Disaggregating data geographically also allows us to observe spatial disparities. Let’s say we have data of annual prevalence of young children with estimated confirmed blood lead levels at the county and census tract level. If you intend to explore distribution of children’s blood lead levels at the neighborhood level, the census tract level data will be helpful while the county level data masks the underlying patterns in the data at a more granular level by only showing the county average.


An equity lens can be applied to qualitative data as well. Using a community-driven participatory process when collecting stories from the community is an example. Community residents who are affected by inequitable health outcomes or access to resources and services can be invited to determine what type of data or story would be shared, why it would be shared, and how it would be shared, based on the needs and feedback from the local community. Collecting stories that residents identify as most relevant can be considered as a way to operationalize equity within data sharing efforts particularly when there is no relevant publicly available data to highlight a specific inequity issue of interest for the community.

Featured Tools and Resources

Highlighted below are some useful resources and tools to build a deeper understanding of data stories, different types of narratives, interactive data tools, and strategies for communicating with diverse stakeholders and policymakers.

  • Re:Imagining Change (Center for Story Based Strategy): This tool focuses on how to use story-based strategies to win campaigns, build movements, and change the world.

  • Story-Based Strategy 101 (CCenter for Story Based Strategy): This two-page document provides an overview of story-based strategy, walking you through the steps of analysis and strategic work to sharpen the impact of your narrative interventions.

  • Connecting the Dots: Strategic Storytelling for Policy Change (Allison Bovell-Ammon, Children's HealthWatch): Presentation by Children’s HealthWatch at Urban College class on advocacy. The presentation focuses on ways to engage different levels of storytelling in policy contexts.

  • City Health Dashboard (NYU Langone Health): CityHealth Dashboard provides 36 health measures for the 500 largest cities, including social and economic factors, physical environment, health behaviors, health outcomes, and clinical care. Equipped with these data, local leaders have a clearer picture of the challenges facing their communities and how to address them.

  • Blueprint for Belonging Curriculum (Othering and Belonging Institute at UC Berkeley): The Blueprint for Belonging (B4B) network has published a curriculum on strategic narrative to support the political development of staff and grassroots leaders. The curriculum is comprised of modules designed to build the capacity of people in the social justice movement to analyze and strategize using the B4B framework for strategic narrative.

  • Real Food Media: Real Food Media (RFM) is a women-led organization that uses a wide range of communications tools, including videos, radio, podcasts, social media, public speaking, and storytelling, to promote food system transformation. Based in Chicago, Minneapolis, and the San Francisco Bay Area, RFM focuses on “de-virtualizing” — participating in events and movements in the communities where we live.

  • Metrics for Healthy Communities (Building Healthy Places Network): Designed with cross-sector collaboration in mind, Metrics for Healthy Communities is a site to get you started in planning for and measuring the impact of initiatives developed to improve community health and well-being, especially cross-sector initiatives. You'll find tools to help define goals, identify appropriate measures to inform progress over time, and use available data. This site can serve as a resource for measuring the impacts of community development and health initiatives.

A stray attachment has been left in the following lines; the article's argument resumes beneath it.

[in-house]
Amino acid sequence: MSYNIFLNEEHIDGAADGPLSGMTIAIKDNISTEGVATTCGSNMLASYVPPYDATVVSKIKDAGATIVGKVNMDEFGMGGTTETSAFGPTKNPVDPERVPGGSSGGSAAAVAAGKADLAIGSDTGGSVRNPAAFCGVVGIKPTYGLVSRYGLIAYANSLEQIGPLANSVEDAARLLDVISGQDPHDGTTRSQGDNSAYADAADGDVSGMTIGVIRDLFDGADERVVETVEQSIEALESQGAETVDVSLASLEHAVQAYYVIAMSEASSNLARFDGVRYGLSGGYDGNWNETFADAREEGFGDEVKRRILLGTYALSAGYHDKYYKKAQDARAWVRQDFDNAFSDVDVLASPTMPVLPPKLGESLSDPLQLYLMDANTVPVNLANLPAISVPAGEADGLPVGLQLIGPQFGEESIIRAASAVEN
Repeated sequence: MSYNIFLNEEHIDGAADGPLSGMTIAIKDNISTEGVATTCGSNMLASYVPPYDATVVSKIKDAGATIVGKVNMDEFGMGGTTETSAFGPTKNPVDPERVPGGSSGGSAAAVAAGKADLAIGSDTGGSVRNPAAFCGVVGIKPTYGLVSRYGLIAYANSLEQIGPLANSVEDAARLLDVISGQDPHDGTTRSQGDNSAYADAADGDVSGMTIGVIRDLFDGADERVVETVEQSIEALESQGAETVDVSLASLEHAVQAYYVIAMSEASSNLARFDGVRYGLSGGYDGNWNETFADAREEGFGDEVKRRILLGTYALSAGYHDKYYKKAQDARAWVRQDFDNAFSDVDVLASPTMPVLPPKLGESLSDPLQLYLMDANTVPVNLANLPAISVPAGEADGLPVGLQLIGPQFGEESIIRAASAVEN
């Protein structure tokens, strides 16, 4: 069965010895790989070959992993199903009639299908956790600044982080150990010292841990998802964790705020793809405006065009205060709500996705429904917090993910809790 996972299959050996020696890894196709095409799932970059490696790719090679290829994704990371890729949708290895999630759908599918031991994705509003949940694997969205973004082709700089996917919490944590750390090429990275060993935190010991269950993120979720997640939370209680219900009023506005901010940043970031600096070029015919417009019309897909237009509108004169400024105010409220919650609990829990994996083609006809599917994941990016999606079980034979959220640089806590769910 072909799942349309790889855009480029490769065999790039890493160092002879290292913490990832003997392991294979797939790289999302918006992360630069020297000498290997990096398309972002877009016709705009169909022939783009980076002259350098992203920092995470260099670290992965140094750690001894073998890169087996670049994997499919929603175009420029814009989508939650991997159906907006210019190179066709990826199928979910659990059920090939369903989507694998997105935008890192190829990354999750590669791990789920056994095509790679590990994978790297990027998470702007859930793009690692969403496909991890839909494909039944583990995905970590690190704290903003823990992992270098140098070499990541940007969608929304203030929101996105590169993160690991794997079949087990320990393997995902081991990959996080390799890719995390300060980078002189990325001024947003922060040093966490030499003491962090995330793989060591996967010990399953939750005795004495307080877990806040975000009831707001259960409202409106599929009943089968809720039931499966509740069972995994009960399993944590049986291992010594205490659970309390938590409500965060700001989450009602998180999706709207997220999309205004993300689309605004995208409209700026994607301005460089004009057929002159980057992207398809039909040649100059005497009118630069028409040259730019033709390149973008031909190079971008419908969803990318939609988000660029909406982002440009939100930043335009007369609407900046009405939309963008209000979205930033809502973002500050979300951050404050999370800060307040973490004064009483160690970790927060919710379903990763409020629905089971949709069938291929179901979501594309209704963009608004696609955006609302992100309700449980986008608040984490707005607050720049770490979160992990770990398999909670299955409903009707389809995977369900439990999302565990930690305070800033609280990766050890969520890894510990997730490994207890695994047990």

• MeasureUp (Building Healthy Places Network): MeasureUp is a microsite of resources and tools to help you measure and describe a program’s impact on families and communities and on factors related to health. MeasureUp provides examples, tools, and resources to help you make your case, without having to become an economist.

  • Powering Health Equity Action with Online Data Tools: 10 Design Principles (Ángel Ross, Policy Link, Ecotrust): This report outlines 10 design principles on the process of building online data tools that strengthen community-driven efforts towards achieving health equity.

  • Data As A Tool For Change (Spark Policy Institute): A guide on the process of using data for change. Includes sections on asking and answering questions, interpreting data, presenting data, and using results.

  • Digital Storytelling (Tessa Lewin): This article discusses Digital Storytelling, a participatory methodology that can be used as a process to catalyze change through workshops where storytellers develop narratives with photographs, usually with a film as a final product

  • Advancing Better Outcomes for All Children: Reporting Data Using A Racial Equity Lens (Annie E. Casey Foundation): This resource serves as a guide to presenting data in ways that are inclusive and advance racial equity for all children.

  • Storytelling: A Tool for Health Advocacy (Rebecca Kahn, BA, and Jewlya Lynn, PhD, Spark Policy Institute): This brief offers guidance on the internal elements of a story that move people to action by outlining how elements can increase or decrease the ability to persuade various audiences and how health advocates can choose a story that can potentially do the most to move a particular audience.

  • Data Visualization and Health Equity Best Practices Checklist (Partners for Family Health Louisiana): Developed by the Bureau of Family Health Data to Action Team, this Data Visualization and Health Equity Best Practices Checklist aims to help health equity advocates, practitioners, and partners guide the development of communication materials that can present equity-related data in a responsible, reflective and representative manner.


Equity Tools
Development &
Community Engagement
Planning for Sustainability